16. Hi Kylie, thank you for this post, the title really resonated with me. I have always struggled with accepting boredom, idleness, fatigue, etc as a natural part of being human. I put so much pressure on myself always to be ‘on’ and ‘productive’ and ‘accomplishing something’ and I’ve used exercise and binge eating as a way of, I guess you could say, punishing myself when my body is just trying to tell me to slow down. The binge eating, then, perpetuates feelings of failure and so continues the destructive cycle.
    On a positive note, I have been practicing meditation for the last month to improve mindfulness and self-awareness and it seems to be helping. I believe you have mentioned meditation in prior posts, are you still practicing, and if so, do you have any guided audio meditations you could recommend?

  17. So good! As a counselor, I work with my clients all the time on how to just sit in discomfort sometimes to allow for better reflection instead of just coping right away.  It’s so human nature to avoid those things but I love that you reiterate that even those difficult and heavy emotions are part of a full and HEALTHY life. Great!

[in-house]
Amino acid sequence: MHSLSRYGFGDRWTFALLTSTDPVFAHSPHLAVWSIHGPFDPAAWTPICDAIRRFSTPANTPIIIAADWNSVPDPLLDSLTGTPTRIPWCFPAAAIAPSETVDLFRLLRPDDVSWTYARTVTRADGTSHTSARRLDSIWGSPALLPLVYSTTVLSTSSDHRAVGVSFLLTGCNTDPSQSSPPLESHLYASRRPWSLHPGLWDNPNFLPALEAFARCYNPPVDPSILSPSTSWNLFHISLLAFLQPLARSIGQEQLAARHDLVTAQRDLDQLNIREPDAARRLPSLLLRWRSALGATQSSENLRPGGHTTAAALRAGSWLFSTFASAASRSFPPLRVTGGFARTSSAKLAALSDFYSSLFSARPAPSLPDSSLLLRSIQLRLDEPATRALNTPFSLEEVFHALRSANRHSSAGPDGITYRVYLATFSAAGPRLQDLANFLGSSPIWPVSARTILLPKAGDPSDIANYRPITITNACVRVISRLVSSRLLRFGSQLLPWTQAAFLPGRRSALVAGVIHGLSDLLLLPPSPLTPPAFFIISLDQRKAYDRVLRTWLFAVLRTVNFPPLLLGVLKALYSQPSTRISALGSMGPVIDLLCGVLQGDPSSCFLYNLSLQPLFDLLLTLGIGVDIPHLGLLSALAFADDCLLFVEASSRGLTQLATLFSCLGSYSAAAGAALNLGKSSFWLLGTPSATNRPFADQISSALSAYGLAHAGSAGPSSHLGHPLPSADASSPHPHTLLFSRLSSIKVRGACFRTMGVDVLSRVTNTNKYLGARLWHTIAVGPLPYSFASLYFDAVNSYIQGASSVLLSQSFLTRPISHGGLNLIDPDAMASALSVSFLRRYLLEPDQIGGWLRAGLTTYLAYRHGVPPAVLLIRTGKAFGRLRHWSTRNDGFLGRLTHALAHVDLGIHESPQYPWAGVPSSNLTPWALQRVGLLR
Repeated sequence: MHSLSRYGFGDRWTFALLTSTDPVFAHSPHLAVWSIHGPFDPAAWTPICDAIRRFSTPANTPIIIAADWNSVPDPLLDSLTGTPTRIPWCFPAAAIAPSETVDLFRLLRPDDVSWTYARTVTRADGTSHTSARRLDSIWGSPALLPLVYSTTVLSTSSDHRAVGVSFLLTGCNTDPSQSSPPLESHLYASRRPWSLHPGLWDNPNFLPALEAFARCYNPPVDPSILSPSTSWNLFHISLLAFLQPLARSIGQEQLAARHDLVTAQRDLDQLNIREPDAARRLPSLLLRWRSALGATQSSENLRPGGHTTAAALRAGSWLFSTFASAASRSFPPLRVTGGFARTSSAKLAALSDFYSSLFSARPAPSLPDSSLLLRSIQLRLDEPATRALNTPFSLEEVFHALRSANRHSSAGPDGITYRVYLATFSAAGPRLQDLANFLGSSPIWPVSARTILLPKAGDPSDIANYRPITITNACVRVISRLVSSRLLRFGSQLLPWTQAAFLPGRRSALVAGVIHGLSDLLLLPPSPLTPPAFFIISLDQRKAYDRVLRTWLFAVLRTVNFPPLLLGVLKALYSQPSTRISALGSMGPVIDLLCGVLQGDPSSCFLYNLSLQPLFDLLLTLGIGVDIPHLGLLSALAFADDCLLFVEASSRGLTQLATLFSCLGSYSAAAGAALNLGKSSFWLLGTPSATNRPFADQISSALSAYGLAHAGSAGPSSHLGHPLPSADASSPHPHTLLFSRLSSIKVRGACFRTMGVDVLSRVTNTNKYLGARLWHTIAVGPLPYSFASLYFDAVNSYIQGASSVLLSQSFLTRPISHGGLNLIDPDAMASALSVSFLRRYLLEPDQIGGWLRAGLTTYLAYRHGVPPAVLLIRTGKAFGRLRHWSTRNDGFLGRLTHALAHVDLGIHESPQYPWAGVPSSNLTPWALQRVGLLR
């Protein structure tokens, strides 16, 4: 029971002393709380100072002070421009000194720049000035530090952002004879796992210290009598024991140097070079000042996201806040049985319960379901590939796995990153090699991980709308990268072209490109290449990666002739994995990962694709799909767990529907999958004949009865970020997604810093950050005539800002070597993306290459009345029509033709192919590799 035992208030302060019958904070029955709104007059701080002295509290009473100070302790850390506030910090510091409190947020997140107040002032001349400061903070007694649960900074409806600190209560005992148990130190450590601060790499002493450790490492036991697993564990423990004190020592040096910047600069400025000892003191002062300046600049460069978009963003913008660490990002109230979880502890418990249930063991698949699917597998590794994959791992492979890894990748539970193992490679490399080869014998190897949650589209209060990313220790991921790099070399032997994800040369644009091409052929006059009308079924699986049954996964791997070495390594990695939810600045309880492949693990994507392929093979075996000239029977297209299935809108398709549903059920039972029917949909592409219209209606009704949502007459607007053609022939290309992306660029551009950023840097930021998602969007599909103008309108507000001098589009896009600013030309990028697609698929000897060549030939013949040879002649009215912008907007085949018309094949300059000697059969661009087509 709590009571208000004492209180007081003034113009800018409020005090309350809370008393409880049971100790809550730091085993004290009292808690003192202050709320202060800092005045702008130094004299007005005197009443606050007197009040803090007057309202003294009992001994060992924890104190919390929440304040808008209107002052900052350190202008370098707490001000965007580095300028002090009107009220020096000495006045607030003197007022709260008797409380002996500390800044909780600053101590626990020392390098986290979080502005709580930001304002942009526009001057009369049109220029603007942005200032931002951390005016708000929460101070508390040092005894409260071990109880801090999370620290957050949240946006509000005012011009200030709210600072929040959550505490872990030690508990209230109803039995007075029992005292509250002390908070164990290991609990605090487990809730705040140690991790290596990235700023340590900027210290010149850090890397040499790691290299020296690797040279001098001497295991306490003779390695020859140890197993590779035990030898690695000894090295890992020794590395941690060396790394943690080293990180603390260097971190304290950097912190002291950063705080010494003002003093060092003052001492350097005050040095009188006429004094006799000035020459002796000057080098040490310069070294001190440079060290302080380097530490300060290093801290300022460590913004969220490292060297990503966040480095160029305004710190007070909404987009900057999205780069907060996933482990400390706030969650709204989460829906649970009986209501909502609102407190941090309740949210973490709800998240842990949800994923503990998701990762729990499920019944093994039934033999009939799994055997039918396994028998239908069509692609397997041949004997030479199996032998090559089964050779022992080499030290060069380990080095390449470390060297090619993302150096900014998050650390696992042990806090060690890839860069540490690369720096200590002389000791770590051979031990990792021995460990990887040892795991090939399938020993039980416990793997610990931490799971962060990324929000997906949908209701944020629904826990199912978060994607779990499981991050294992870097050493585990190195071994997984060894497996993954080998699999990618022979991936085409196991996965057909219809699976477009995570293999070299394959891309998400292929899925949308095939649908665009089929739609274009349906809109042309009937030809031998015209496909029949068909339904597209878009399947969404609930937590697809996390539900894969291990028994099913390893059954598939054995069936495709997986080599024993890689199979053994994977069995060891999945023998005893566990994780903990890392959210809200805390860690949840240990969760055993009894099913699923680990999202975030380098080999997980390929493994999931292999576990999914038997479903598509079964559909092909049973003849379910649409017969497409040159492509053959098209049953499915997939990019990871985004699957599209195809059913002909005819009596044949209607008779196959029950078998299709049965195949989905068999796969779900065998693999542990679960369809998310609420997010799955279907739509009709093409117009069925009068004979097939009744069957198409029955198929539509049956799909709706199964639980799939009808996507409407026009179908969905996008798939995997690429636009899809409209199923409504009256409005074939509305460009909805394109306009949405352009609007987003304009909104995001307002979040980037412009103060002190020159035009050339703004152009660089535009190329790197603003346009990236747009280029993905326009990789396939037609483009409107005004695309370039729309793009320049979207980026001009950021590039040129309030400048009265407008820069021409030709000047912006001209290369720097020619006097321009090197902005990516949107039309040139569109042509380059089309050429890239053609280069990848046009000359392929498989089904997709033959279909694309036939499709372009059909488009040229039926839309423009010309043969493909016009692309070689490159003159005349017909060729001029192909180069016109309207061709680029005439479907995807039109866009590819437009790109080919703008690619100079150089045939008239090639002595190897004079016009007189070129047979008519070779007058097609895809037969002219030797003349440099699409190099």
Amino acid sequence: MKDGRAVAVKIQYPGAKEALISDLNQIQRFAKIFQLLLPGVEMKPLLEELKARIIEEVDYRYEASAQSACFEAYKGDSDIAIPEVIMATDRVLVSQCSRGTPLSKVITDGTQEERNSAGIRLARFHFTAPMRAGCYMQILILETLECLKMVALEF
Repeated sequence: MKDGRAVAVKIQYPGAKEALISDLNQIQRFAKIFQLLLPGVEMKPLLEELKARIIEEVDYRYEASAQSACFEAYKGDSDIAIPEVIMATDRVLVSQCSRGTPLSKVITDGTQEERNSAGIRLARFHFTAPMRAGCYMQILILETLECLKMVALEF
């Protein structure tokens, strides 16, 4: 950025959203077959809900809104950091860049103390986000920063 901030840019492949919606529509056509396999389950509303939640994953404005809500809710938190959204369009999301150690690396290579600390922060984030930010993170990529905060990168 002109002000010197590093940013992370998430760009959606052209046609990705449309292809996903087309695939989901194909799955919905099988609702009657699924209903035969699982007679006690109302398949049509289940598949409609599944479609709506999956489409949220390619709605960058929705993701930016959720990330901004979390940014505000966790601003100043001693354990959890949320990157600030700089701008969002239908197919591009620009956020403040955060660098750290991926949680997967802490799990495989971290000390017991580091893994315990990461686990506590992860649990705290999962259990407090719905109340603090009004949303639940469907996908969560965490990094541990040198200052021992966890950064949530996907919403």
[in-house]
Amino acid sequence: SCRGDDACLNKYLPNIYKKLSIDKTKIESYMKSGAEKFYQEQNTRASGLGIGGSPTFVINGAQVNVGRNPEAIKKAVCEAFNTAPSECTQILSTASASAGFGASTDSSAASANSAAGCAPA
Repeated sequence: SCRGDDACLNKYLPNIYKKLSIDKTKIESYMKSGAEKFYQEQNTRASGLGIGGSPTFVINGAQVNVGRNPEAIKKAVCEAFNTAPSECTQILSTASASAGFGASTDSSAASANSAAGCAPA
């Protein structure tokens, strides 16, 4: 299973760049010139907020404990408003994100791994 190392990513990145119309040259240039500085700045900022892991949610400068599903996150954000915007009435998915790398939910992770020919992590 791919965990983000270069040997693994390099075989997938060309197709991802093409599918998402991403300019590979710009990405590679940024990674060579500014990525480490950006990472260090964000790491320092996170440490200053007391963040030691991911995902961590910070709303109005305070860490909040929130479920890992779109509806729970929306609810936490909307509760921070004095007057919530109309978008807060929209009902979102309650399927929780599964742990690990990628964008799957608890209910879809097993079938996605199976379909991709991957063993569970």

18. Love this post! I also really enjoyed how you think of food as only solving the problem of hunger. I will definitely try to remember that, as I can tend to emotionally eat. I’m also not good at being bored, it’s cool you embrace it instead of picking up your phone. I’ve struggled with a lot of depression and anxiety and being bored is something I hate because it can lead to negative thoughts, but as a self-care practice I’m trying to let myself think without it turning negative. Thanks for sharing on this topic!

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  20. “The only problem food can fix is hunger.” How hard it is to learn that. Thanks.